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Tulane part of study that discovers massive submarine landslide offshore Tanzania 

July 29, 2020 - 8:45am  | Barri Bronston bbronst@tulane.edu

 

 

One of the highlights of the study is the discovery of one of the biggest landslides on Earth — the Mafia mega-slide — which occurred around 17 million years ago off the coast of East Africa.

 

A Tulane University researcher is part of team of scientists evaluating the hazards associated with submarine landslides beneath the Indian Ocean that are associated with the East African Rift System, a seismically and volcanically active series of continental fractures.


Geophysicist Cynthia Ebinger, the Marshall-Heape Chair Professor in the Department of Earth and Environmental Sciences, said the study demonstrates the massive scale of submarine landslides and the potential link to such landslides in the Gulf of Mexico.


The study was recently published in the open-access journal Nature Communications. The team was led by Vittorio Maselli, an assistant professor in the Department of Earth and Environmental Sciences at Dalhousie University in Halifax, Nova Scotia.

 

“The work has implications for submarine landslide hazards in Africa and worldwide, including the Gulf of Mexico."

Tulane geophysicist Cynthia Ebinger

“Submarine landslides represent a serious threat to engineered sea-floor structures and to coastal societies due to their potential in generating catastrophic tsunami waves,” the study says.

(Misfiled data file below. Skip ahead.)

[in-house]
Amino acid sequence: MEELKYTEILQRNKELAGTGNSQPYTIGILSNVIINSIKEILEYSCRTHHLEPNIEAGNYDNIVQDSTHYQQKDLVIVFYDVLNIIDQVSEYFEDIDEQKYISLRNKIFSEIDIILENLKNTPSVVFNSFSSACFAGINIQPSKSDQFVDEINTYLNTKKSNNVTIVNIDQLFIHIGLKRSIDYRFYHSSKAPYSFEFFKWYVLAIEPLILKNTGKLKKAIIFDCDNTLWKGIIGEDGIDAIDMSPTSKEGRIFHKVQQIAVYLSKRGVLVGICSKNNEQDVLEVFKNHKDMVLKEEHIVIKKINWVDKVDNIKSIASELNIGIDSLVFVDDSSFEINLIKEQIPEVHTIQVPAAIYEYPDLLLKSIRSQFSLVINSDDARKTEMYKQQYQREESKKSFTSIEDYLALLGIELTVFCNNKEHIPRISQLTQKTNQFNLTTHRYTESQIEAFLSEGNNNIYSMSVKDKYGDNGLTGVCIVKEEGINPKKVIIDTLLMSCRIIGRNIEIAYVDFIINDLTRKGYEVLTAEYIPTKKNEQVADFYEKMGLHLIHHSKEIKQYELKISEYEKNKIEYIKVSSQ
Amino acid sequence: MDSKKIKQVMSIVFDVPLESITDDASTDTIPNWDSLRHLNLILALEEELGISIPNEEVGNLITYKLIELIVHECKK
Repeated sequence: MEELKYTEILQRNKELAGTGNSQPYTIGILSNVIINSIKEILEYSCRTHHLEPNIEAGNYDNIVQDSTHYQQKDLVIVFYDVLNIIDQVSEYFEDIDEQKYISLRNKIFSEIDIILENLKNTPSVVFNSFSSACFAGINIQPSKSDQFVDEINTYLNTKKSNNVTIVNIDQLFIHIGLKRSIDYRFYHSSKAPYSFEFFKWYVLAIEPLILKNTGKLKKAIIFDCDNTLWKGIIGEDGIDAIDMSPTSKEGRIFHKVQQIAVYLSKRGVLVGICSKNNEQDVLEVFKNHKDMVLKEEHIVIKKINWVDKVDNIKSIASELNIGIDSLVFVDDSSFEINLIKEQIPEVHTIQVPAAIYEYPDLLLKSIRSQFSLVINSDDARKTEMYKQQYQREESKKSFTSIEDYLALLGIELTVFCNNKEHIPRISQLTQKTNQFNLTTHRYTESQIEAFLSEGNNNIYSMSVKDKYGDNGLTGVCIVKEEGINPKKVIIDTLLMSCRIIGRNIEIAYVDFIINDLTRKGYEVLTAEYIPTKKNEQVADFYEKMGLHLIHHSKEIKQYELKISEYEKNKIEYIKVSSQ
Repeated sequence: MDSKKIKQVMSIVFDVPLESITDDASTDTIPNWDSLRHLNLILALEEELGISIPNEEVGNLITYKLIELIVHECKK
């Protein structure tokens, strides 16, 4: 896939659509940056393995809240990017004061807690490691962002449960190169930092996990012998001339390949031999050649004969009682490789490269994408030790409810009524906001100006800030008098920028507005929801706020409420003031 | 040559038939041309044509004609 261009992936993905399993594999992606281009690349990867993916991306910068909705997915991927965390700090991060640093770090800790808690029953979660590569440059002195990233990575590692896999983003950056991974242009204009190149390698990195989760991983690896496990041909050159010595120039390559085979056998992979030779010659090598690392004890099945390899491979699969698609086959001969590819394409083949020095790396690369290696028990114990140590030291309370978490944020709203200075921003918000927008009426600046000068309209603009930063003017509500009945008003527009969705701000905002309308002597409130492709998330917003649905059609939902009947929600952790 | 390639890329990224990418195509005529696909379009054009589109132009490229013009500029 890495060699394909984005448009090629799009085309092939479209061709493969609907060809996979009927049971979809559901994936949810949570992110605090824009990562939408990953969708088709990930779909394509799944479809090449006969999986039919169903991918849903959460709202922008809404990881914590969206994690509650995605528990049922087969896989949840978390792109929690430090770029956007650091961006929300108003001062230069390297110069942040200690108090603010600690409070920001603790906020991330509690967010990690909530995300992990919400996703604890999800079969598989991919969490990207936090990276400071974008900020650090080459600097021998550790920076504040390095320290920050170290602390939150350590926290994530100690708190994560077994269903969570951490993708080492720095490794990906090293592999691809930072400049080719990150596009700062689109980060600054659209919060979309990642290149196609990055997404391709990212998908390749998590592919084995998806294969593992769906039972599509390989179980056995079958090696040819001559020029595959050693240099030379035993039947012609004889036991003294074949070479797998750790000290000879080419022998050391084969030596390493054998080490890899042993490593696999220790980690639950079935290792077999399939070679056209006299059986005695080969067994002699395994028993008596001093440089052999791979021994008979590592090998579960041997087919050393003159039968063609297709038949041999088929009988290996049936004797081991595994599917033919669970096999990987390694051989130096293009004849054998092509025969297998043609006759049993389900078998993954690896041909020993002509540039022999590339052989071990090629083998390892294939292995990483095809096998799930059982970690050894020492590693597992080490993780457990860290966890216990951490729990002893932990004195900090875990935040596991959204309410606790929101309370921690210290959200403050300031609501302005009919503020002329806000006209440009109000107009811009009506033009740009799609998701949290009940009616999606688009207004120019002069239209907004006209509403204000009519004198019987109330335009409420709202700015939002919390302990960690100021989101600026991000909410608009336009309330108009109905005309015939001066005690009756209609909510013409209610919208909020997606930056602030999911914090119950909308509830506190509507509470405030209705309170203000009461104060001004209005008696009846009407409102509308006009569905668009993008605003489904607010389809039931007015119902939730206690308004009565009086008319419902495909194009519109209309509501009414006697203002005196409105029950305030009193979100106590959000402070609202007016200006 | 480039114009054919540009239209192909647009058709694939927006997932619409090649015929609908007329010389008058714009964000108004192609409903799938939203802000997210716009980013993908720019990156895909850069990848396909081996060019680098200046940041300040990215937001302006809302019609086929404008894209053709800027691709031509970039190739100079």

Ebinger said the study is relevant due to a recent study out of Florida State University that showed that an average of 10 underwater landslides triggered by the passage of seismic waves from distant earthquakes occur each year in the Gulf of Mexico.


“The work has implications for submarine landslide hazards in Africa and worldwide, including the Gulf of Mexico, and highlight the need for mapping and monitoring of coastal margins to mitigate the hazards.”


Faulting and earthquakes occur extensively along the flanks of the East African Rift System, resulting in remobilization of sediment in the form of landslides, the study says. To date, constraints on the occurrence of submarine landslides are lacking, leaving unanswered a link between rifting and slope instability.


One of the highlights of the study is the discovery of one of the biggest landslides on Earth — the Mafia mega-slide — which occurred around 17 million years ago off the coast of East Africa. The mega-slide, named for Mafia Island in the Indian Ocean,  triggered large and potentially tsunamic landslides likely through earthquake activity and enhanced sediment supply. The study is a first step in evaluating the risk associated with underwater landslides in the region.


“Nearby but smaller landslides are linked to the onset of earthquakes and volcanic eruptions in the East African rift system where the African plate is slowly separating into several smaller plates, much like what happened between N. America and Africa 180 million years ago,” Ebinger said.  


“I joined the team of scientists mapping the mega-landslide deposits in the Indian Ocean to discover the probable cause of the landslide: what process caused such a large landslide, information needed to understand the triggers for submarine landslides in offshore Africa, and even the Gulf of Mexico.”


As part of her work, she analyzed patterns in river drainage along with areas of earthquake activity, large faults and volcanic eruption history in East Africa to evaluate the causes.